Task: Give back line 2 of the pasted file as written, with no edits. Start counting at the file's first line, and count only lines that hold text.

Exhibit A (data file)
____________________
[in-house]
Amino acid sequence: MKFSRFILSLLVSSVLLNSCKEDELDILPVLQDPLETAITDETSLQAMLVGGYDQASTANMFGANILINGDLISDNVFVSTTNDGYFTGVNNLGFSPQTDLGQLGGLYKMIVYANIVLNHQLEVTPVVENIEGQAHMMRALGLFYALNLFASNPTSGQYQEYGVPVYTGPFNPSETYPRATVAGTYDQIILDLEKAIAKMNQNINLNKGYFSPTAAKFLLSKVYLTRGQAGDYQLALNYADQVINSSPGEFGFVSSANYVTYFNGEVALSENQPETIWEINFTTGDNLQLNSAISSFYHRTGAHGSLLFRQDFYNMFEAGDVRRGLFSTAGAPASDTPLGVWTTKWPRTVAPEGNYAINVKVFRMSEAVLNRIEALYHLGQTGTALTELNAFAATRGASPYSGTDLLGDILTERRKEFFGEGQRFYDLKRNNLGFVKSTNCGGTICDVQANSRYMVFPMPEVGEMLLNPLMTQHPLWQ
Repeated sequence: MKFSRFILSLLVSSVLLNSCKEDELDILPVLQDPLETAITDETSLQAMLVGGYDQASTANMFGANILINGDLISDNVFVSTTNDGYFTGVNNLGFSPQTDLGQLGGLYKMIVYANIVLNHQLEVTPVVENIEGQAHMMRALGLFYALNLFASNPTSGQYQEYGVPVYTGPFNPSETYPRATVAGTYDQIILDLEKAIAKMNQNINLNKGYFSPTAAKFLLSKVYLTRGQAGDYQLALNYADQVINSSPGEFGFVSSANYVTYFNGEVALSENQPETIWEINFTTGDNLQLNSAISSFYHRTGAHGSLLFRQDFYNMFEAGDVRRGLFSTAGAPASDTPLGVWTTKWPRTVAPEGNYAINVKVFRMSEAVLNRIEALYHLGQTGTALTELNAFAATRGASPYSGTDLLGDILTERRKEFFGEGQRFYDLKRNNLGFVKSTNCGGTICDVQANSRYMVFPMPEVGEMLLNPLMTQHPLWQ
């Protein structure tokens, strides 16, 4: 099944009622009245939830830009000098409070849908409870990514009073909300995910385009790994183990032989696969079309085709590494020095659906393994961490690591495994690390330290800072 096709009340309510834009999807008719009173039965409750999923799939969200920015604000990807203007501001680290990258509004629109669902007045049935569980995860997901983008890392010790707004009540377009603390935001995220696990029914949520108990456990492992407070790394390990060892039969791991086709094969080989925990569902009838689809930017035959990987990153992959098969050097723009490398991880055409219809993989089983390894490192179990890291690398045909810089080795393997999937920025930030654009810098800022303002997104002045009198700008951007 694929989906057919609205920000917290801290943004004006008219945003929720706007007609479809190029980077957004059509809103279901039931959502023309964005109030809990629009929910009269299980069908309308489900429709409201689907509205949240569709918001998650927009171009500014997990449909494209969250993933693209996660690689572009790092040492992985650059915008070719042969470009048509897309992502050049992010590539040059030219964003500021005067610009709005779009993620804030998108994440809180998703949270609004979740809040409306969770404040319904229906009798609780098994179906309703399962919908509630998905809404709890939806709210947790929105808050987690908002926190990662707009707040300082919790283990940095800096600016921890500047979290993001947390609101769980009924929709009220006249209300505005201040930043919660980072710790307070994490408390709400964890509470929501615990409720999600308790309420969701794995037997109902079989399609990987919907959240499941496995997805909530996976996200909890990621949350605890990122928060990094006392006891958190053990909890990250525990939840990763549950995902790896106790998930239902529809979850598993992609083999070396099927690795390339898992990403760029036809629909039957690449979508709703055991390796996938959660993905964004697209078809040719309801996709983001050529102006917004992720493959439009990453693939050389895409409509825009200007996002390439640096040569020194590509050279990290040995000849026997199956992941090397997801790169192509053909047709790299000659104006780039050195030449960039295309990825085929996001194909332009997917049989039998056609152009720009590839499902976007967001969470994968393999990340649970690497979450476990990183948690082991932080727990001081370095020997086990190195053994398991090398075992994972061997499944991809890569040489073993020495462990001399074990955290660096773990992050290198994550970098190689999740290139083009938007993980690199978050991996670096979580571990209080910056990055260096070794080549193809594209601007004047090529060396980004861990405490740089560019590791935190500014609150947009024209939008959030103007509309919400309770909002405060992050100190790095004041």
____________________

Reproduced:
Amino acid sequence: MKFSRFILSLLVSSVLLNSCKEDELDILPVLQDPLETAITDETSLQAMLVGGYDQASTANMFGANILINGDLISDNVFVSTTNDGYFTGVNNLGFSPQTDLGQLGGLYKMIVYANIVLNHQLEVTPVVENIEGQAHMMRALGLFYALNLFASNPTSGQYQEYGVPVYTGPFNPSETYPRATVAGTYDQIILDLEKAIAKMNQNINLNKGYFSPTAAKFLLSKVYLTRGQAGDYQLALNYADQVINSSPGEFGFVSSANYVTYFNGEVALSENQPETIWEINFTTGDNLQLNSAISSFYHRTGAHGSLLFRQDFYNMFEAGDVRRGLFSTAGAPASDTPLGVWTTKWPRTVAPEGNYAINVKVFRMSEAVLNRIEALYHLGQTGTALTELNAFAATRGASPYSGTDLLGDILTERRKEFFGEGQRFYDLKRNNLGFVKSTNCGGTICDVQANSRYMVFPMPEVGEMLLNPLMTQHPLWQ